Under the EUSS, an EEA / Swiss national who has been in the UK for five continuous years may be granted "settled status". This is indefinite leave to remain (also known as permanent residence) and entitles an individual to remain in the UK indefinitely, with unlimited permission to live, work and study in the UK. If the individual meets the requirements of the EUSS but does not qualify for settled status, they will be granted "pre-settled status". This permits them to remain in the UK for up to five years, during which they have unlimited permission to live, work and study in the UK. Once someone with pre-settled status has completed five years in the UK, they may qualify for settled status.
EUSS applications can be submitted using the UK Government's "EU Exit: ID document check" app while the individual is in the UK or overseas. Provided the application is submitted before 30 June 2021, the EEA / Swiss national will continue to have the ability to live, work and study in the UK until the application is approved.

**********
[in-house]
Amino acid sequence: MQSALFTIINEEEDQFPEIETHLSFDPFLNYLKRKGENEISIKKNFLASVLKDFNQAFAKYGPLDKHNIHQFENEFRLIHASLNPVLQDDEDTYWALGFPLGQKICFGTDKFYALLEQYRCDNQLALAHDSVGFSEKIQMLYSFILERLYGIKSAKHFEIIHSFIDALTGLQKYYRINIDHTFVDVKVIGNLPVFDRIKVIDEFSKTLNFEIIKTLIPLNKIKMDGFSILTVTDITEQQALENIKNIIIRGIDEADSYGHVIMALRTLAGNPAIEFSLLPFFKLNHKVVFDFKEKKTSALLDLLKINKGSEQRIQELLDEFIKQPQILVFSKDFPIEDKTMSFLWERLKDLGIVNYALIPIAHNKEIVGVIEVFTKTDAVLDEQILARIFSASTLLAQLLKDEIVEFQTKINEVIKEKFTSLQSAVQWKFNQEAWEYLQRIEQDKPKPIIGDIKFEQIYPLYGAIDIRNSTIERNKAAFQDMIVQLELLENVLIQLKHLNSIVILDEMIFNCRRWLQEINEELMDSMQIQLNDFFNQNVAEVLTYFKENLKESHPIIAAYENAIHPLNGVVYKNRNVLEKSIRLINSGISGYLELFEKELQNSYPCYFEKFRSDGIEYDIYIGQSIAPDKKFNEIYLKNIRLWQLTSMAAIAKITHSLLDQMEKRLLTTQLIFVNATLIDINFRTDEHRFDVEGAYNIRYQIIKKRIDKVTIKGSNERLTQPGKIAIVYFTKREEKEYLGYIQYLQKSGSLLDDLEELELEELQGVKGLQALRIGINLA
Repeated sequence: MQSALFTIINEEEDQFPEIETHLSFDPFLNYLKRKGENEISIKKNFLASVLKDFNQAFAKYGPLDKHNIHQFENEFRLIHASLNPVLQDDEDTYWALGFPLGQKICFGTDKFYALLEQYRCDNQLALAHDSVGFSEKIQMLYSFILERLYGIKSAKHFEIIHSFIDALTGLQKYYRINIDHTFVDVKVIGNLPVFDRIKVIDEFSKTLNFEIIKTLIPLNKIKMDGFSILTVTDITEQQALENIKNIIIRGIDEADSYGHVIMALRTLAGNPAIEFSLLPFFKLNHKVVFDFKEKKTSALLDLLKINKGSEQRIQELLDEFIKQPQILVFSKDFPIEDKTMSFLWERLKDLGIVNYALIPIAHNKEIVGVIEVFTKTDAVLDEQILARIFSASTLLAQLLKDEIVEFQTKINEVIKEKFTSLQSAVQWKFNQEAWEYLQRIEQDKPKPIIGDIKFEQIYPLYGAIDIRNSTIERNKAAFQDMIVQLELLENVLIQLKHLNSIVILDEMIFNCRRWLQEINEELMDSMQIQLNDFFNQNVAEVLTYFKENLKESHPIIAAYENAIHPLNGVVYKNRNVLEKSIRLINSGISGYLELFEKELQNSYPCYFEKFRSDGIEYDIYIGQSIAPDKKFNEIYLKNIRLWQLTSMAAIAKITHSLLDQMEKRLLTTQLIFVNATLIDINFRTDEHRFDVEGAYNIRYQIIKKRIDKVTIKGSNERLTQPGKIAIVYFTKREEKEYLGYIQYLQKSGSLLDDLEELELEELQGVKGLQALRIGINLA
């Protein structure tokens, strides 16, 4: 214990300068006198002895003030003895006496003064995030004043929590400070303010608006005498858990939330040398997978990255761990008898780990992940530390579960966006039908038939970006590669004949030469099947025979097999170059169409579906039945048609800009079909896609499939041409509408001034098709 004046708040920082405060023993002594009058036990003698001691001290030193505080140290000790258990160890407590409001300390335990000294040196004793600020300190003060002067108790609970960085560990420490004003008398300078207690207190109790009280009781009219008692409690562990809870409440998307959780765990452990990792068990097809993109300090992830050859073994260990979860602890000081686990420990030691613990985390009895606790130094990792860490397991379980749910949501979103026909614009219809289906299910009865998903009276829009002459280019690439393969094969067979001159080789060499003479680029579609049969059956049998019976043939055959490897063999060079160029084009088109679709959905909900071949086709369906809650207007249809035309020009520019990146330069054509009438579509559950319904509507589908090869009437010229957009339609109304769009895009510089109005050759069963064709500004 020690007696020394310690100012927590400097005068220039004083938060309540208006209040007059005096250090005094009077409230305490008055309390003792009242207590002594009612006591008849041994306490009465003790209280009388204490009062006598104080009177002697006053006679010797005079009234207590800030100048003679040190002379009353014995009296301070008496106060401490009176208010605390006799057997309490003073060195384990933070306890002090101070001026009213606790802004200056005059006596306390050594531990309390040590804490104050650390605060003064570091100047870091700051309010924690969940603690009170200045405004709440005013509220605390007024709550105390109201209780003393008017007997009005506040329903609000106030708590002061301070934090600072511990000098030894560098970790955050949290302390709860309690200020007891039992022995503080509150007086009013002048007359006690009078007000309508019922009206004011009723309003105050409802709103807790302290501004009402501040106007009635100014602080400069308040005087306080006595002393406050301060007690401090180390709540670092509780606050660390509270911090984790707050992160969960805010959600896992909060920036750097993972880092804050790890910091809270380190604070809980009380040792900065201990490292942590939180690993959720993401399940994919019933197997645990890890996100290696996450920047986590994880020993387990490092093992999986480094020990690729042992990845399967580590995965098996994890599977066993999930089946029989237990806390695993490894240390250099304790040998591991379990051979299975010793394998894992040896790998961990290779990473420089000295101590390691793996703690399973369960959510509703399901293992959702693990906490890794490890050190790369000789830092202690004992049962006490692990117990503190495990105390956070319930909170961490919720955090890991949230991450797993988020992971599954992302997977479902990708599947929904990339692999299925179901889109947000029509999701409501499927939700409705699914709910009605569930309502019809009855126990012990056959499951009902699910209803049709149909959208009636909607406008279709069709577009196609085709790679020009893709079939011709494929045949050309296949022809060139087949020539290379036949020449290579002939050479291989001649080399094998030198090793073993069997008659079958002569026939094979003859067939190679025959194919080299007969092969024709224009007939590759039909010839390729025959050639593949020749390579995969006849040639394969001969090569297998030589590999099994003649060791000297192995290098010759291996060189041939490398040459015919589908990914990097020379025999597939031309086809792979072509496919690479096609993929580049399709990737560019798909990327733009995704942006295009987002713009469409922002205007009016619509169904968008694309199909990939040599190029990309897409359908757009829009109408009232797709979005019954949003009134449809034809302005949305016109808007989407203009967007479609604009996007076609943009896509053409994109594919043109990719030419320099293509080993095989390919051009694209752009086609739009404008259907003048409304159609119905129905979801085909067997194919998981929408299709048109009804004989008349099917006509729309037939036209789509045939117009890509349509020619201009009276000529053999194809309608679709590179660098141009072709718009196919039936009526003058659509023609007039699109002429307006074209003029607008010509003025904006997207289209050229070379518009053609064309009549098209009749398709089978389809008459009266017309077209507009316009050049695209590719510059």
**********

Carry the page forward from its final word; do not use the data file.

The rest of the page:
Changes to the Right to Work Checks
Employers are required to check the immigration status of employees to ensure they have the right work ("RTW") in the UK for that employer. Employers must carry out the RTW check on:
- all new employees before they start work; and,
- all existing employees who have a time limited permission to remain in the UK before this permission expires.
Failure to do so may result in civil and / or criminal penalties being levied against the employer if it is later discovered that the employee did not possess the requisite immigration permission allowing them to work.
At present, employers who are undertaking RTW checks on EEA / Swiss nationals, are able to rely solely on seeing, and taking the appropriate copy of, their passport or national identity card.